The Top 500 Songs in Modern Music History: KEXP- Song #399 …Don’t Go by Yazoo.

This list of songs is inspired by a list published by radio station, KEXP, from Seattle in 2010. For the most part, I will faithfully countdown from their list, from Song #500 to Song #1. So, when you see the song title listed as something like: “KEXP: Song #XXX”….it means that I am working off of the official KEXP list. If I post the song title as being: “KTOM: Song #xxx”….it means I have gone rogue and am inserting a song choice from my own personal list of tunes I really like. In either case, you are going to get to hear a great song and learn the story behind it. Finally, I am not a music critic nor a musician. I am a music fan and an armchair storyteller. Enough said! Let’s get on to today’s song.

KEXP: The Top 500 Songs in Modern Music History.

Song #399: Don’t Go by Yazoo (featuring Alison Moyet and Vince Clarke).

When I first moved from Cape Breton to go to university in Toronto in 1982, the school had an “orientation week” for new students. There are always a lot of social mixers involved in these weeks and, with these social mixers. came alcohol. One such party was held in the Common Room in the basement of my residence (which was called Neill-Wycik College). I had the first 8(!) beers of my life that night. I can still remember the amusement I felt at trying so hard to walk within a straight row of tiles on the floor and not being able to make it past tile #3 or 4 before staggering off to the side. I don’t remember how I got back to my bedroom that night but, just before I left the party, I do remember hearing this absolutely terrific song for the first time. The female singer’s voice was unlike anything I had ever heard. The synthesizer work was amazing to me, too. Even in the fog that was my brain at that moment, I could tell that this song was something special. The song turned out to be, “Don’t Go!” and the group was called Yazoo! This is the story of one of Synth-Pop’s signature songs. This is the story of Yazoo.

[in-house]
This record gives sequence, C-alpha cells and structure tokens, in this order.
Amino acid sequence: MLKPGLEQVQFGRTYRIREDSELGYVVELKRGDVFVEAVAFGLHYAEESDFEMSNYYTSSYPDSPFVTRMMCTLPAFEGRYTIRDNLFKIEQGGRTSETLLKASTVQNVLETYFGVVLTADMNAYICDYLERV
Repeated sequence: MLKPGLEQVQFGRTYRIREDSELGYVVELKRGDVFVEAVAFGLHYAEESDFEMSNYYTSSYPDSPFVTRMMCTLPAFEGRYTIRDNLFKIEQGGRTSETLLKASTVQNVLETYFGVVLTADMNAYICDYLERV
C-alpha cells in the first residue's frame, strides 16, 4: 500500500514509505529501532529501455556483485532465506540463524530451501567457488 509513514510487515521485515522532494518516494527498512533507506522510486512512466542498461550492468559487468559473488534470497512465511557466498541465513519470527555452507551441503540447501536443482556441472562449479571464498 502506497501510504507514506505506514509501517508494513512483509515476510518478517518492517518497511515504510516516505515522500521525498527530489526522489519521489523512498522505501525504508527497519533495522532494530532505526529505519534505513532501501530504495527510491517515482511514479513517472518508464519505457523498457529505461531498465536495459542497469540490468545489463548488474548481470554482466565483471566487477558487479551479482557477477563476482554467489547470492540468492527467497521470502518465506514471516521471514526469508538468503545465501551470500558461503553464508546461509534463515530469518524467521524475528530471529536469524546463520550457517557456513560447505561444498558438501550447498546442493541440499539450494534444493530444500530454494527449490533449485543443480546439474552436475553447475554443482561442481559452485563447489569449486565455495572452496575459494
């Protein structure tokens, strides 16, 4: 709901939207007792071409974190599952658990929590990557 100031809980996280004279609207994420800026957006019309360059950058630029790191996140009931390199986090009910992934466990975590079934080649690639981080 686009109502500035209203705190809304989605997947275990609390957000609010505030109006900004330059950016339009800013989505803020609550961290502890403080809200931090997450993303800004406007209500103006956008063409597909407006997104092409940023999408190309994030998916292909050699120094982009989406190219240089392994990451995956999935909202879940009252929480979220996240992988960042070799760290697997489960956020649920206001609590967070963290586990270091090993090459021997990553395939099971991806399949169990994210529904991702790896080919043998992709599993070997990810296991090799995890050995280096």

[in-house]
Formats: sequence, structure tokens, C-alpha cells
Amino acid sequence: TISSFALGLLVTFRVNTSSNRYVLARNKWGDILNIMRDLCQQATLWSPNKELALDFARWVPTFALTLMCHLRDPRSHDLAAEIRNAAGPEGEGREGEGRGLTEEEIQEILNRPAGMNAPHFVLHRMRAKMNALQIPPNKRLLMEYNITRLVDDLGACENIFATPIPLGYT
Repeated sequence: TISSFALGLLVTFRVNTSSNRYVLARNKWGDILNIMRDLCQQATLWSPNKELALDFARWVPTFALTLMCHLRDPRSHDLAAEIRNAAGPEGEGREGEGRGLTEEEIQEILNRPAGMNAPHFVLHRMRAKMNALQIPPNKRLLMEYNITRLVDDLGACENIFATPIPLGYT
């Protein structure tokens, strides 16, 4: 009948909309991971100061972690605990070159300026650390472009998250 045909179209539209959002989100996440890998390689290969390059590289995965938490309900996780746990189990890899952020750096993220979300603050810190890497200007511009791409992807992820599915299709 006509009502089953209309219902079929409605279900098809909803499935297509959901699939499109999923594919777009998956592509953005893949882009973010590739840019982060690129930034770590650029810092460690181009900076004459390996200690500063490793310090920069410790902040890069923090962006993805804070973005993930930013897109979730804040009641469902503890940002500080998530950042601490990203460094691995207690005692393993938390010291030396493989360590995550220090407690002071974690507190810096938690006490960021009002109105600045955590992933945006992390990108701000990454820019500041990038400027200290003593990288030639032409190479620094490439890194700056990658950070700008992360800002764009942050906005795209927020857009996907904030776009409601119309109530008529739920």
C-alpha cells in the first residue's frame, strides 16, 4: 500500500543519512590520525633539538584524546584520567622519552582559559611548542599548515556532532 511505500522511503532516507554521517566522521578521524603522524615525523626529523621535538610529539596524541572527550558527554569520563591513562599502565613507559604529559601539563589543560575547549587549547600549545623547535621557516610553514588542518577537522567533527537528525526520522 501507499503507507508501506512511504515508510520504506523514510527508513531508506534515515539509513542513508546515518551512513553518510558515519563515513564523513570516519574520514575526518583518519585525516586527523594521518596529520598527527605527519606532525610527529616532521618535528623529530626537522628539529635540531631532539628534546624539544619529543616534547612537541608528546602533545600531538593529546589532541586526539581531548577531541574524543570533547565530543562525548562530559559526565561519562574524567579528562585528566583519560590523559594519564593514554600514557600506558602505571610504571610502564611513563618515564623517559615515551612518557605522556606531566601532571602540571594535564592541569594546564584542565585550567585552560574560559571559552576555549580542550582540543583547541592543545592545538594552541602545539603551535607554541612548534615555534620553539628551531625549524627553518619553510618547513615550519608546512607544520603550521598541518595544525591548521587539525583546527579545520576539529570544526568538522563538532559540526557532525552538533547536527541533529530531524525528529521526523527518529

Yazoo consisted of two people; singer, Alison Moyet and keyboardist extraordinaire, Vince Clarke. Both of their stories are very interesting so, I shall discuss both. But first, I’ll talk about the band. Yazoo was formed in 1981 when Clarke answered an ad placed by Moyet, who was a singer in search of bandmates. Together, they formed Yazoo and ended up having a string of very successful, genre-defining singles such as “Nobody’s Diary”, “Only You”, “Situation” and “Don’t Go”. The combination of Moyet’s deep, soulful voice and Clarke’s wizardry with the synthesizer helped launch Synth-Pop as a genre. However, internal and external pressures conspired to break up the band, as it were, and, Yazoo ceased to exist a mere two or three years later. But, the story doesn’t end there. The experiences of both Moyet and Clarke are different and are noteworthy for their differences. Let’s take Vince Clarke first.

Clarke has long been associated with top-notch musical acts. Before answering Moyet’s ad for bandmates, Clarke was a member of an up and coming band that you may have heard of called, “Depeche Mode”. As “Depeche Mode” was sorting itself out after one album, beginning a career that saw it end up in The Rock n’ Roll Hall of Fame, Clarke sought newer, creative opportunities. He felt he had that when he paired up with Alison Moyet and began providing the techno-counter-balance to her earthy voice. For awhile, he was correct. Together, the partnership flourished and Yazoo were as popular as any band in the world. Eventually, pressures that had more to do with Moyet (as we shall soon find out about) caused the band to grind to a halt. Clarke left Yazoo and joined up with a man named Andy Bell and, together, they formed the highly-successful band, “Erasure”. *”Erasure” has had an incredible string of Top 40 hits and will be profiled on their own in the coming weeks. “Erasure” is still producing music today and Vince Clarke remains a respected musician throughout the world.